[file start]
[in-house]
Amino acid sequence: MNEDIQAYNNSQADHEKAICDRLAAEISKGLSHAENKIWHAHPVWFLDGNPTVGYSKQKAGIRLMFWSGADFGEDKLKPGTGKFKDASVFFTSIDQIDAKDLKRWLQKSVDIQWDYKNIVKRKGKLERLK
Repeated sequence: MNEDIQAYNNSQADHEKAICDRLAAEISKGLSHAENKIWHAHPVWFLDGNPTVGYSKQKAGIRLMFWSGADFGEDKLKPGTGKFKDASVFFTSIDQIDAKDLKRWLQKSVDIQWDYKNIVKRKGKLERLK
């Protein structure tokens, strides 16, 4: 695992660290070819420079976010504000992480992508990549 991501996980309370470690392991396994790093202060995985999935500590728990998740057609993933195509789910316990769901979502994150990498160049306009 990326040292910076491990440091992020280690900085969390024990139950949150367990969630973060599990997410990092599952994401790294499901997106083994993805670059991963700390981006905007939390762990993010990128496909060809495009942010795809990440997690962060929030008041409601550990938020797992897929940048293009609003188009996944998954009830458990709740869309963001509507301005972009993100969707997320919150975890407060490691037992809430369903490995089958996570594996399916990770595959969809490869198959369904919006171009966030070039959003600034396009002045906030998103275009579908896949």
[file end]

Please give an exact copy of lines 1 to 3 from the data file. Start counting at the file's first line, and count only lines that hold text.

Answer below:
[in-house]
Amino acid sequence: MNEDIQAYNNSQADHEKAICDRLAAEISKGLSHAENKIWHAHPVWFLDGNPTVGYSKQKAGIRLMFWSGADFGEDKLKPGTGKFKDASVFFTSIDQIDAKDLKRWLQKSVDIQWDYKNIVKRKGKLERLK
Repeated sequence: MNEDIQAYNNSQADHEKAICDRLAAEISKGLSHAENKIWHAHPVWFLDGNPTVGYSKQKAGIRLMFWSGADFGEDKLKPGTGKFKDASVFFTSIDQIDAKDLKRWLQKSVDIQWDYKNIVKRKGKLERLK